Thanks for visiting my blog. Hope you find some helpful hints for organizing your time and space. My passions are to help you make home a refuge instead of a crisis center, and to help you function in peace rather than chaos - at home or at work. I have switched my main blog to 1-2-3 ... Get Organized on WordPress, so please visit me there.

Saturday, May 1, 2010

Got a 17,000 Square Foot Attic? Here's Some Organizing Advice.

 Here's an article by Candy Spelling (wife to Aaron, mom to Tori and Randy) on how she organizes her 17,000 square foot attic. I'm sure it will come in useful to you!

"My attic, like most things in my life, is oversized. At 17,000 square feet, it’s larger than the condominium where I plan to move.  But, I’ll write about downsizing another time (just the word causes me great anxiety), and, instead, invite you in to this special part of my haven.  I know that, when people think “attic,” they usually visualize stuffing things away and going back “someday” to sort them out. Not me; I’m not only a chronic sorter, but I think more of the attic as “my special storage space” than “out of sight, out of mind.”

Candy's 17,000 square foot attic
Candy's 17,000 square foot attic

One friend said, “You treat Randy and Tori’s school awards as importantly as Aaron’s big TV statues.”  I liked that. Each item is a piece of our lives, and they deserve better than to be poorly packed away until the dreaded clean-out-the-attic day finally arrives.  I actually look forward to going to the attic and climb up there at least four or five times a week, and sometimes every day. There’s too much of our lives up there to be stuffed, piled and forgotten.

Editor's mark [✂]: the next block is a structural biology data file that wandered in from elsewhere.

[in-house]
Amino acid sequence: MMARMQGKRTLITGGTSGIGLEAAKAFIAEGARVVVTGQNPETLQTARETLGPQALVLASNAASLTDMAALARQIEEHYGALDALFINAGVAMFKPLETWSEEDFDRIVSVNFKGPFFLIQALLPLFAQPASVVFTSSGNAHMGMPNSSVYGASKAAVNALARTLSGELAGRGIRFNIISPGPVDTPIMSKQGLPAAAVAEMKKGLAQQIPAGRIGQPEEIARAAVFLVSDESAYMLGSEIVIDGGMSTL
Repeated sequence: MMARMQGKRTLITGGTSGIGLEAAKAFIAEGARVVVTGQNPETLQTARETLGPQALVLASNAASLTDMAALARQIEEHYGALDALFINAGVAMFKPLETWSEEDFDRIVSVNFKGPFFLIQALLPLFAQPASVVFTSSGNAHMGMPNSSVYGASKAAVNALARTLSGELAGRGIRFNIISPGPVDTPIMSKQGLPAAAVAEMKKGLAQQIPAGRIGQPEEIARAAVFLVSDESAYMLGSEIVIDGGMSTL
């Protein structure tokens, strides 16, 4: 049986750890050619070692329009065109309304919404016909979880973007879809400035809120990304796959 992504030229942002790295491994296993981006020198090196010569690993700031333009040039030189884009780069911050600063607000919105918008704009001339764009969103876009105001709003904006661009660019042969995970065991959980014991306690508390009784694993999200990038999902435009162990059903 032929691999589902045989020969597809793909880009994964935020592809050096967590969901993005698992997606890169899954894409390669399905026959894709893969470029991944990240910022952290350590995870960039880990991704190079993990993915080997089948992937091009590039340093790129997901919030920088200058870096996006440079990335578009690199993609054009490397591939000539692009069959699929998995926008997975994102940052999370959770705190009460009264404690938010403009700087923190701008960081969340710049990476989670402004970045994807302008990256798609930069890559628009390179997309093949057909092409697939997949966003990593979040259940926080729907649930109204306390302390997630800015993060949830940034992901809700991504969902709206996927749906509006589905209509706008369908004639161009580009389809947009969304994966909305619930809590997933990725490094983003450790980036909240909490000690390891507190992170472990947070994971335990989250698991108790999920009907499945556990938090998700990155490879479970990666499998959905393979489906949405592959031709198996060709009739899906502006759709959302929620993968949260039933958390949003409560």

We’ve collected a lot of stuff, and I wasn’t sure where to start. So, I studied storage areas in hardware stores, hotels and big box retailers to figure out the best way to keep the original floor plans, architectural drawings and charts that show what’s connected to what and how to find the wiring for every piece of equipment in the house.  I have almost a hundred different kinds of light bulbs (for everything from koi pond reflectors to French lampposts), plus unique duplicates of every carpet, wall covering, upholstery fabric, stone, and paint used in the house. Everything is labeled, and I even wrote stories about some of the rare items, such as the tale of how I found the silk for our entry hall walls.

I’ve organized and captioned everything from Aaron’s amazing career, so a large part of my attic looks and reads like a "TV Guide" from a past decade with his scripts, photos, memorabilia, notes, videos and awards from the thousands of hours of TV he produced.  Next to scripts from "The Love Boat" for example, I have a display of family photos from our cruise, photos of the cast, awards the show received and even a TV version of a cruise ship captain’s uniform.  It’s like being on “The Love Boat,” without ever getting seasick.  Multiply that times “Dynasty,” “Fantasy Island,” “The Mod Squad,” “Beverly Hills 90210,” and dozens of other shows, and people feel like they’ve stepped back into their favorite parts of TV nostalgia instead of a climate-controlled attic.